Hip, knee and ankle serve as fulcrums to different activities in our daily life. But fundamentally the ideal motion is about stability just as much as it is about mobility. This is precisely why hip stability is an issue that deserves a greater focus.
The hips contain several muscles known as the abductors. These include the tensor fascia lata, gluteus medius, illiacus and psoas major. A loaded weak hip would be either excessive internal rotation of the hip and/or relative hip adduction. Lateral pelvic shift toward the weak hip (actual hip adduction), elevation of the pelvis on the weak side, and lateral torso flexion towards the contra lateral side are all deviations that usually accompany a weak hip. Think of life as one big glute workout and you’ll see amazing results. Every time you walk, move and bend, fire (squeeze) those glutes.
Every joint in our bodies that allows for mobility is equally equipped with stabilizers that allow for controlled motion, the ability to shift our center of gravity, and the handling of various loads. Most people get into trouble squatting by using their quadriceps rather than the muscles of the hips to initiate movement. As a result, the knees slide forward, the glutes don’t get involved and there is undue pressure on the knees and back. Our goal is to become more glute-dominant.
The question arises, how to maintain hip stability? Get familiar with these hip stabilizing yoga asanas
- Trikonasana: Stand with your feet three to 3 – 3.5′ apart. Turn your left foot in 30 degrees and your right foot out 90 degrees. Be sure that your right heel is in line with the arch of your left foot. Bring your hands into a T position and take a deep inhalation. Exhale and move your pelvis toward the left as you extend your torso to the side and over your right leg. Place your right hand down on your shin and stretch your left arm vertically overhead, palm forward. Turn your head to gaze softly at your left thumb. Hold for three breaths. Release by coming back to standing and practice on the opposite side.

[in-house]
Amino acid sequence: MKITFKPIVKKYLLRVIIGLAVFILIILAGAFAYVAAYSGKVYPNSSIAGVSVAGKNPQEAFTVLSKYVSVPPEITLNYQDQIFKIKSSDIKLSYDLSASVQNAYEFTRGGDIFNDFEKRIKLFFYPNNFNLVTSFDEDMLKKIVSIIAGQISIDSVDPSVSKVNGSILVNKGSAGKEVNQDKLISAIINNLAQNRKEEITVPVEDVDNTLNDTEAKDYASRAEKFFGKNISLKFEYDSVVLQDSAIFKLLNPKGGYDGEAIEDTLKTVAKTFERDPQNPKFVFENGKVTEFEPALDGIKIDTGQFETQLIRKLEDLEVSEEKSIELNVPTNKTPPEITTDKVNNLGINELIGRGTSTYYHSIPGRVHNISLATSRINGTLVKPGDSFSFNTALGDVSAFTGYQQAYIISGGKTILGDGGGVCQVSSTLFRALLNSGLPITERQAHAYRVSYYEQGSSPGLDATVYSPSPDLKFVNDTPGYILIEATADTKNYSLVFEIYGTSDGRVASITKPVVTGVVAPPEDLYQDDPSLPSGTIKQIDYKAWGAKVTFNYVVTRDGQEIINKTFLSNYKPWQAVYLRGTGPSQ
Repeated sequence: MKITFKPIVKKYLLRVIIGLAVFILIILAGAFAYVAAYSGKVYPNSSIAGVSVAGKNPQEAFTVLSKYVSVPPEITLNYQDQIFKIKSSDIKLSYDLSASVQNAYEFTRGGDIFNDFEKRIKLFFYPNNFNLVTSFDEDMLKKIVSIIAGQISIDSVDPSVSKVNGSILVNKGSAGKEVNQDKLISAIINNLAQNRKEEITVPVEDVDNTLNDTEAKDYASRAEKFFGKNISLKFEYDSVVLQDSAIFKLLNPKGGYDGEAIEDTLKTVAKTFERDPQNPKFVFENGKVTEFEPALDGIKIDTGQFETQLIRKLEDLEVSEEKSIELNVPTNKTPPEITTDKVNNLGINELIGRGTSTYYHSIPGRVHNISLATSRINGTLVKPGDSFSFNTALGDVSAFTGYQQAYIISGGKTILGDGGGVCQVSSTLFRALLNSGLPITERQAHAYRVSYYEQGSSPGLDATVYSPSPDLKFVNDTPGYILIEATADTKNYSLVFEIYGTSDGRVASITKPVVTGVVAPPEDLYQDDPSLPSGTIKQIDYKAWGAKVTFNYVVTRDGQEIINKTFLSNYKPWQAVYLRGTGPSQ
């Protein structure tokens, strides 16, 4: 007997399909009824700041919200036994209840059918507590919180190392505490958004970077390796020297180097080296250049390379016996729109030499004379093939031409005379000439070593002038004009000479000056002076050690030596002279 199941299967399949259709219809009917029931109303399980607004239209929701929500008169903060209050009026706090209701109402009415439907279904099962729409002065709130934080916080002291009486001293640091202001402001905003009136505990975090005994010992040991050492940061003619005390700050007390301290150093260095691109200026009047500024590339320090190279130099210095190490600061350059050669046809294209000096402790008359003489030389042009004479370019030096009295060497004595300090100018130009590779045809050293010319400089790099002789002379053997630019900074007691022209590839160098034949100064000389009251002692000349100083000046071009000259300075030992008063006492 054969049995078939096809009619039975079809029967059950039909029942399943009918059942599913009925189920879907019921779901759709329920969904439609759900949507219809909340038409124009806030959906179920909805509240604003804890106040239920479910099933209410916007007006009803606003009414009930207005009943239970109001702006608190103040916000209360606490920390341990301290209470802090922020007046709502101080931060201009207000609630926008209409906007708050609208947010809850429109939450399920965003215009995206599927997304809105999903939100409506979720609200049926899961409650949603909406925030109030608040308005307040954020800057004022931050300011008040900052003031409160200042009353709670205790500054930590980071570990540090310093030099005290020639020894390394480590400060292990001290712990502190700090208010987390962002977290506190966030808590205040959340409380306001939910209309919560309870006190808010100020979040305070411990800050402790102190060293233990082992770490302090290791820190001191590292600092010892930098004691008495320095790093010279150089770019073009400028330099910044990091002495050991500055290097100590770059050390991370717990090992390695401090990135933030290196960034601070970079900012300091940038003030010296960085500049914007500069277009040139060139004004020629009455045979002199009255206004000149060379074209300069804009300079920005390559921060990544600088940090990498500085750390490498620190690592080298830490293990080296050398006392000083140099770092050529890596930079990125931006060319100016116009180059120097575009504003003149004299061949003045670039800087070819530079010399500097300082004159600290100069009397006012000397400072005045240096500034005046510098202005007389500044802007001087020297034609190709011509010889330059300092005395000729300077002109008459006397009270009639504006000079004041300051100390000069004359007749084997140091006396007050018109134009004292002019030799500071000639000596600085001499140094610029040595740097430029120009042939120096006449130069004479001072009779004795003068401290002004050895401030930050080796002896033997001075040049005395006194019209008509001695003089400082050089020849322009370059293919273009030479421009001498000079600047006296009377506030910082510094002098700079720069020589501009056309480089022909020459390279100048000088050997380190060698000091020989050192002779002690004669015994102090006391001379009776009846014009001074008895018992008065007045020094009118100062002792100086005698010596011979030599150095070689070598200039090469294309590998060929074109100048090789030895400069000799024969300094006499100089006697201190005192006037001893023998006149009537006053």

- Supta Padangusthasana (Reclining Hand-to-Big-Toe Pose): pose for lower-back pain. Its actions help create traction in the lower back, which can relieve compression and tension. While laying on your back, straighten your right leg up toward the ceiling. Place a yoga strap on the ball of the right foot and extend the right leg out toward the right while holding on to the strap. Hold the pose for 30 seconds and repeat on the other side.
- Vrikshasana (Tree Pose): Stand on your left leg and bend your right knee, turning it out to the side. Rest your right heel against your left leg with your right toes on the floor. You can either place the foot of the right leg on the left ankle with the toes on the ground, or move it higher up above the knee, the classical version of this pose. However, you should never place your foot on your opposite knee. Once you’ve found a comfortable position for your foot, bring your hands together at your heart center. Optional: Lift the arms and the gaze overhead. Your abdomen should be relaxed and your standing leg should remain straight.
Find a steady point for your gaze and breathe deeply. Stay for a comfortable length of time then gently release and then move into tree on the other side.